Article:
Dmitri SHOSTAKOVICH (1906-1975)
Symphony No. 4 [59:40]
Symphony No. 5 [44:51]
Symphony No. 6 [30:24]
Mariinsky Orchestra/Valery Gergiev
rec. Concert Hall of the Mariinsky Theatre, St Petersburg, Russia, June 2012 (No. 5), June 2013 (Nos. 4 and 6)
MARIINSKY SACD MAR0545 [59:40 + 75:26]

This is the first instalment of Gergiev’s Shostakovich cycle to have come my way. The previous issues have had mixed reviews. I didn’t love everything on this set but there is a lot to enjoy. Arguably, the Mariinsky are the most westernised of the great Russian orchestras. Their playing brings out the best of both worlds: raw, Slavic intensity vs western refinement. So it mostly proves here; but the finest contribution of all comes from their stunning strings. I’ve praised them in these pages before in Wagner and Tchaikovsky, and they take to Shostakovich as if on their home territory — which, really, they are. It is their contribution, more than any other, that makes this set worth hearing and, in fact, makes me want to seek out other instalments of the cycle.

It is No. 4 that gets the most convincing performance overall. The brash, braying sounds of the opening are very successful, but I found the waltz section of the first movement — about 8 minutes in — very convincing too. A characterful bassoon and pleading strings worked very well. The violin playing for the fugue (15 mins) is astounding: precise and well articulated but always teetering just on the verge of entropy. The great slabs of sound that bring this section to an end sound truly epic in Gergiev's hands. The strings are just as impressive in a quieter, more insidious, silky way in the fugue of the Scherzo. They can't prevent the finale from sounding episodic — it's kind of inevitable — but they ensure that each episode sounds great. The brass-led final chorale treads a fine line between triumph and catastrophe, and the strings' final, whispered wind-down is quite spellbinding. The recorded sound is excellent, too, as it is for the whole release. I was listening in two-channel stereo only. It must be even better in surround.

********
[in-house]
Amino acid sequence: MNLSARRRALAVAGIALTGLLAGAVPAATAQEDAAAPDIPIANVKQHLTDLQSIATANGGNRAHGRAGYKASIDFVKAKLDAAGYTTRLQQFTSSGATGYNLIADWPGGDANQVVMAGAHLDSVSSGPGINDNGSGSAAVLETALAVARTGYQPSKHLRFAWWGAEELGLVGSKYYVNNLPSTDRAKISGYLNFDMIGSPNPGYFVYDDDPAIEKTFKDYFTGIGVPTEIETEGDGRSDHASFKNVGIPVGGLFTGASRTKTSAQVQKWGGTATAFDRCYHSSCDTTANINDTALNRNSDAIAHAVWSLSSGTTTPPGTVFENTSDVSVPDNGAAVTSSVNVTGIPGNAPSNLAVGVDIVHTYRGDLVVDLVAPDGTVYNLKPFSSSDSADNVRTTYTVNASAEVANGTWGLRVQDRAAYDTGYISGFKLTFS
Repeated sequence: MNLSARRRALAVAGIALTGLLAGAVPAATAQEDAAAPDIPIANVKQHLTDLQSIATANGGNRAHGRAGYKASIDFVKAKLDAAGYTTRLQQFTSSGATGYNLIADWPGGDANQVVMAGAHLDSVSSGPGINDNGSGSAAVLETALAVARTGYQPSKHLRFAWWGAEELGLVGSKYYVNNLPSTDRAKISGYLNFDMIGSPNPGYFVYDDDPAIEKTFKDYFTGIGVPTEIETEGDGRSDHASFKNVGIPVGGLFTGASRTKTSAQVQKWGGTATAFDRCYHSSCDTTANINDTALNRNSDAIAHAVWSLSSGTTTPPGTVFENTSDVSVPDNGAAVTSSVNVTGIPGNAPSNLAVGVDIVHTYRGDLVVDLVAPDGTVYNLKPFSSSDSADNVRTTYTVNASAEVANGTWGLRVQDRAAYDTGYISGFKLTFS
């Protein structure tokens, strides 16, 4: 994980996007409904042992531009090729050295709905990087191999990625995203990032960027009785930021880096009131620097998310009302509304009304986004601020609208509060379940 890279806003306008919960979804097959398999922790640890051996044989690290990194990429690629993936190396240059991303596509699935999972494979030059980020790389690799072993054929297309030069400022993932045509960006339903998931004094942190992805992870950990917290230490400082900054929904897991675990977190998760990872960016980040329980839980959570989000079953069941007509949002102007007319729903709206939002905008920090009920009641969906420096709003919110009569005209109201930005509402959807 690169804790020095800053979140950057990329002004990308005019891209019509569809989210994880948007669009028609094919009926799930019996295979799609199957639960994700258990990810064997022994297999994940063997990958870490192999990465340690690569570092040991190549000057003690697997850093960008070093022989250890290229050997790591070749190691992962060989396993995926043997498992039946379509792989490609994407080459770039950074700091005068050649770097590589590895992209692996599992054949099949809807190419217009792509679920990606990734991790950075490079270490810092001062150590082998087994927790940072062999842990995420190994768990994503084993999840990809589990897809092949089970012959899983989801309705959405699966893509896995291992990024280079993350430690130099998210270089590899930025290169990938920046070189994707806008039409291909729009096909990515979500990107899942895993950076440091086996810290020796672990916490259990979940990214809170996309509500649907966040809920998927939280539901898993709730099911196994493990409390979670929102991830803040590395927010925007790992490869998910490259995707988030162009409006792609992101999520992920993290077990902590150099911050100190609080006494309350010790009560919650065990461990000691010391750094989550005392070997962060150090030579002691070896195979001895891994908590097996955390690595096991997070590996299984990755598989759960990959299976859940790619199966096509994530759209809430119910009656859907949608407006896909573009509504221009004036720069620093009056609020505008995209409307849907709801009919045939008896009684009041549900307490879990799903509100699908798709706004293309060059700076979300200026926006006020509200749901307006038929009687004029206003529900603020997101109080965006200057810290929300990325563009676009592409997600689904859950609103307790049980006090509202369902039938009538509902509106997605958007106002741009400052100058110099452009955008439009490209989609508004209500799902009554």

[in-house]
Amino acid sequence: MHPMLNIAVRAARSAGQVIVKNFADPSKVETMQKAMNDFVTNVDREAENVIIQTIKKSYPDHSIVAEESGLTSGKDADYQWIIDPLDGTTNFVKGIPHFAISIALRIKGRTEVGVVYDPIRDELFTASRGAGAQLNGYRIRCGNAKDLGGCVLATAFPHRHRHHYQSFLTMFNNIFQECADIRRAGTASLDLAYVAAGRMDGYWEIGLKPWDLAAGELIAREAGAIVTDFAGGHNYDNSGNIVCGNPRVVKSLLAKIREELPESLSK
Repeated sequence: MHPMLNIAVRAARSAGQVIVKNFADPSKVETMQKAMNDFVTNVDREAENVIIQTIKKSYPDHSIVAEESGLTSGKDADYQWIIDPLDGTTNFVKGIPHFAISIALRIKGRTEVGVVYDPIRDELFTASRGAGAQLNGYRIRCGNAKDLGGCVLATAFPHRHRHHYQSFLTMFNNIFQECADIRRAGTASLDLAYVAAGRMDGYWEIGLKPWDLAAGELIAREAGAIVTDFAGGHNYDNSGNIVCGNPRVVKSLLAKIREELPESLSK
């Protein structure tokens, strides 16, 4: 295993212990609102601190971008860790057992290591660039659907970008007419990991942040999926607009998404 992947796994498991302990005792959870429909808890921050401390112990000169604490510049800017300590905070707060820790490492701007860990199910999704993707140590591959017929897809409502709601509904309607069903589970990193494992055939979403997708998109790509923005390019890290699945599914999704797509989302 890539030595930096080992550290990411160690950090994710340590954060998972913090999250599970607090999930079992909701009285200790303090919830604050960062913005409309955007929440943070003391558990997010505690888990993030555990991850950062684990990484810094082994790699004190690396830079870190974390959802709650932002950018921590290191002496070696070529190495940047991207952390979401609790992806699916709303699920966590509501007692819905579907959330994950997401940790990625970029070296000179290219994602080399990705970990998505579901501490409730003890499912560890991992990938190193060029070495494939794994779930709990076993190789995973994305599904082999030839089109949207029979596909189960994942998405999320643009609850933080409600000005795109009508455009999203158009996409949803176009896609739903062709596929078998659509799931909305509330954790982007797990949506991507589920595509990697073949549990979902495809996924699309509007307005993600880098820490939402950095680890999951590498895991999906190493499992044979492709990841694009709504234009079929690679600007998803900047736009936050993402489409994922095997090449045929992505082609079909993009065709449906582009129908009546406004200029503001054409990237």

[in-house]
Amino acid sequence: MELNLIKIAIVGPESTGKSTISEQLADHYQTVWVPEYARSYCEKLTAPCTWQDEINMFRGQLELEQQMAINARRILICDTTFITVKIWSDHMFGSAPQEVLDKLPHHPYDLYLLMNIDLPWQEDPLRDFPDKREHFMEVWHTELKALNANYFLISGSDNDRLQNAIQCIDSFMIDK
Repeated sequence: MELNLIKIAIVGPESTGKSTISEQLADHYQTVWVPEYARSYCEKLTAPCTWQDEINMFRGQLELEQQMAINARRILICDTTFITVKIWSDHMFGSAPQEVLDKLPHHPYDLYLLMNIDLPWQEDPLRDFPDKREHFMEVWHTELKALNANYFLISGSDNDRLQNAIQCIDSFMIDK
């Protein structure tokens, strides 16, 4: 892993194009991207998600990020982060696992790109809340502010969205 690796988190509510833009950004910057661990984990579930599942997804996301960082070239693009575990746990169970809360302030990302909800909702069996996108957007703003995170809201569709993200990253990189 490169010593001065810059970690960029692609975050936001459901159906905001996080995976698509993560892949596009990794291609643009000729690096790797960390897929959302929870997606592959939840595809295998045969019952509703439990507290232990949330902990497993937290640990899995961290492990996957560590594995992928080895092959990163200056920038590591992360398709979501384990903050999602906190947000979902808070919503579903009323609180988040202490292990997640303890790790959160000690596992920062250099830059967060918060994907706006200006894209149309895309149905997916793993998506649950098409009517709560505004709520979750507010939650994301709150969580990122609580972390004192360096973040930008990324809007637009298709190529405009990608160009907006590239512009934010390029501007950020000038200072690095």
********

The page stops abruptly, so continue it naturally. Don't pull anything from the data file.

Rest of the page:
Those strings are also full of presence for the opening of No. 5, with rich, soulful basses and quietly passionate violins, who meander off into the main theme with gentleness and quietly suppressed longing. When the piano ostinato begins (around the 7 minute mark) there is an ominous colour to the horns' treatment of the main theme. The ensuing Allegro non troppo section is played very colourfully, though I might have wished that Gergiev had let his players off the leash somewhat. Likewise, the climax at 10:31 might stand out a little more and the ensuing unison passage could have more passion. That said, the trombones' subsequent statement of the introductory theme sounds pleasingly dark. This is then dispelled by a beautifully innocent duet for the flute and horn. Gergiev is on more playful form for the Scherzo, which has a pleasing sense of cocking a snook, while still staying just within the boundaries of the rules. Those strings also take centre-stage in a dark, soulful reading of the Largo, whose brilliant recording helps to underline the intensity, bordering on despair. The finale sets off at a real lick, a pace which is thrilling but which they find difficult to sustain. When things slow down (around 3:25) the emotional intensity heightens too – and does so successfully – and the long transition to the final D major apotheosis is well controlled, spilling over into appropriately ambiguous peroration and thunderous final bars.

No. 6 opens with a great, long sigh that seems to set the tone of despondency for the whole movement. The bleak wind chorale (around 7 minutes in) makes some alteration of tone but the mood then settles into one of abject bleakness for the whole central section, almost like gazing out over a nuclear wasteland. Only the occasional wind solos break the endless string tremolos. That barely lets up for the rest of the movement. It's a daring compositional strategy, well realised, and the shrill clarinets of the scherzo's opening burst on the ear with even greater surprise. The orchestra seems to relish this movement's to-and-fro contrast with the stasis of the previous movement, be it the bedlam of the central section or the zany return to the opening music. Gergiev plays the finale like a slightly out-of-control clockwork toy, and the coda, in particular, made me think of a hyperactive children's TV show. It won't be to everyone's taste, but I liked it, and it certainly made the reading distinctive.

Even if No. 4 is the best, that doesn’t rule out 5 and 6, which are more than worthwhile. Those Mariinsky strings definitely mean that this set is worth exploring.

Simon Thompson


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